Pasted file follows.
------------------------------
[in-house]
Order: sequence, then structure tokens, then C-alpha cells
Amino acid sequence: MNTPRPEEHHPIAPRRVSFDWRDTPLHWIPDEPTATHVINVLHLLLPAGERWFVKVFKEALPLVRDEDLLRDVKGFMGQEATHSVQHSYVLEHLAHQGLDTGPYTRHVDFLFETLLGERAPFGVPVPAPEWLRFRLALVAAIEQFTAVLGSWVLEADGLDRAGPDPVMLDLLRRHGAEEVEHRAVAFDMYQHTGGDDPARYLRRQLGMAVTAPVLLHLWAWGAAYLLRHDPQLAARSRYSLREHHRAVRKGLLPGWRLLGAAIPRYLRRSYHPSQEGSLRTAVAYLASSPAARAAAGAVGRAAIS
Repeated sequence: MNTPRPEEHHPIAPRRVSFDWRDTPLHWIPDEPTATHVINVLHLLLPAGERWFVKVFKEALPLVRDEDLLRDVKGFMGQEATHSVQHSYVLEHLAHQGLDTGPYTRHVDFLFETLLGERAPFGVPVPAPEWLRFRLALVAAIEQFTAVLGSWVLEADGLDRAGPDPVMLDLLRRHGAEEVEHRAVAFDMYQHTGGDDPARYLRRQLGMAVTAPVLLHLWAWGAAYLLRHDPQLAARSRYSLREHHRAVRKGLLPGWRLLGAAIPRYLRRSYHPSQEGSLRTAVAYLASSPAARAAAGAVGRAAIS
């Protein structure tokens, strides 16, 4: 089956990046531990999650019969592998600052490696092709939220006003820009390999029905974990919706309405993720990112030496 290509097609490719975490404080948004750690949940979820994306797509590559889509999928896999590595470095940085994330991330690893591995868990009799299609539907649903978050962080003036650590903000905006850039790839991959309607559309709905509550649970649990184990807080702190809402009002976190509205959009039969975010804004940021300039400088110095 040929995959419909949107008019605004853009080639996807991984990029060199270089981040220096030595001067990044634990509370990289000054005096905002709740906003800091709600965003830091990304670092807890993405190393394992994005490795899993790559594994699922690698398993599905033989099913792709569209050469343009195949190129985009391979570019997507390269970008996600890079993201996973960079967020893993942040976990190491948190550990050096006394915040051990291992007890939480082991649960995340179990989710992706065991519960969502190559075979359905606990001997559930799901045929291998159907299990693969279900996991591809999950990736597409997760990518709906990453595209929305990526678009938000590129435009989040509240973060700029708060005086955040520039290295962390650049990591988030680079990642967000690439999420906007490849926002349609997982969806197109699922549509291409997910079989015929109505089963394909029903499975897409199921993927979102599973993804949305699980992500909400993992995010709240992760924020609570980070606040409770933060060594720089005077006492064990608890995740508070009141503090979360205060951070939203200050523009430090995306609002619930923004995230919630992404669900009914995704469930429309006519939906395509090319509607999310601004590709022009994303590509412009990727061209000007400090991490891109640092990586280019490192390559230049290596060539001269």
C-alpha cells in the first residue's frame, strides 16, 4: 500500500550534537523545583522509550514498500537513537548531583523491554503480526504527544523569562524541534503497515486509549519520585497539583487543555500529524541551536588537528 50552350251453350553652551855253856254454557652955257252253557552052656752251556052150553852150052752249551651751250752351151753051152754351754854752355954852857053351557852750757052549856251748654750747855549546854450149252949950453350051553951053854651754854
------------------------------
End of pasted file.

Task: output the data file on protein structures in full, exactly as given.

[in-house]
Order: sequence, then structure tokens, then C-alpha cells
Amino acid sequence: MNTPRPEEHHPIAPRRVSFDWRDTPLHWIPDEPTATHVINVLHLLLPAGERWFVKVFKEALPLVRDEDLLRDVKGFMGQEATHSVQHSYVLEHLAHQGLDTGPYTRHVDFLFETLLGERAPFGVPVPAPEWLRFRLALVAAIEQFTAVLGSWVLEADGLDRAGPDPVMLDLLRRHGAEEVEHRAVAFDMYQHTGGDDPARYLRRQLGMAVTAPVLLHLWAWGAAYLLRHDPQLAARSRYSLREHHRAVRKGLLPGWRLLGAAIPRYLRRSYHPSQEGSLRTAVAYLASSPAARAAAGAVGRAAIS
Repeated sequence: MNTPRPEEHHPIAPRRVSFDWRDTPLHWIPDEPTATHVINVLHLLLPAGERWFVKVFKEALPLVRDEDLLRDVKGFMGQEATHSVQHSYVLEHLAHQGLDTGPYTRHVDFLFETLLGERAPFGVPVPAPEWLRFRLALVAAIEQFTAVLGSWVLEADGLDRAGPDPVMLDLLRRHGAEEVEHRAVAFDMYQHTGGDDPARYLRRQLGMAVTAPVLLHLWAWGAAYLLRHDPQLAARSRYSLREHHRAVRKGLLPGWRLLGAAIPRYLRRSYHPSQEGSLRTAVAYLASSPAARAAAGAVGRAAIS
């Protein structure tokens, strides 16, 4: 089956990046531990999650019969592998600052490696092709939220006003820009390999029905974990919706309405993720990112030496 290509097609490719975490404080948004750690949940979820994306797509590559889509999928896999590595470095940085994330991330690893591995868990009799299609539907649903978050962080003036650590903000905006850039790839991959309607559309709905509550649970649990184990807080702190809402009002976190509205959009039969975010804004940021300039400088110095 040929995959419909949107008019605004853009080639996807991984990029060199270089981040220096030595001067990044634990509370990289000054005096905002709740906003800091709600965003830091990304670092807890993405190393394992994005490795899993790559594994699922690698398993599905033989099913792709569209050469343009195949190129985009391979570019997507390269970008996600890079993201996973960079967020893993942040976990190491948190550990050096006394915040051990291992007890939480082991649960995340179990989710992706065991519960969502190559075979359905606990001997559930799901045929291998159907299990693969279900996991591809999950990736597409997760990518709906990453595209929305990526678009938000590129435009989040509240973060700029708060005086955040520039290295962390650049990591988030680079990642967000690439999420906007490849926002349609997982969806197109699922549509291409997910079989015929109505089963394909029903499975897409199921993927979102599973993804949305699980992500909400993992995010709240992760924020609570980070606040409770933060060594720089005077006492064990608890995740508070009141503090979360205060951070939203200050523009430090995306609002619930923004995230919630992404669900009914995704469930429309006519939906395509090319509607999310601004590709022009994303590509412009990727061209000007400090991490891109640092990586280019490192390559230049290596060539001269």
C-alpha cells in the first residue's frame, strides 16, 4: 500500500550534537523545583522509550514498500537513537548531583523491554503480526504527544523569562524541534503497515486509549519520585497539583487543555500529524541551536588537528 50552350251453350553652551855253856254454557652955257252253557552052656752251556052150553852150052752249551651751250752351151753051152754351754854752355954852857053351557852750757052549856251748654750747855549546854450149252949950453350051553951053854651754854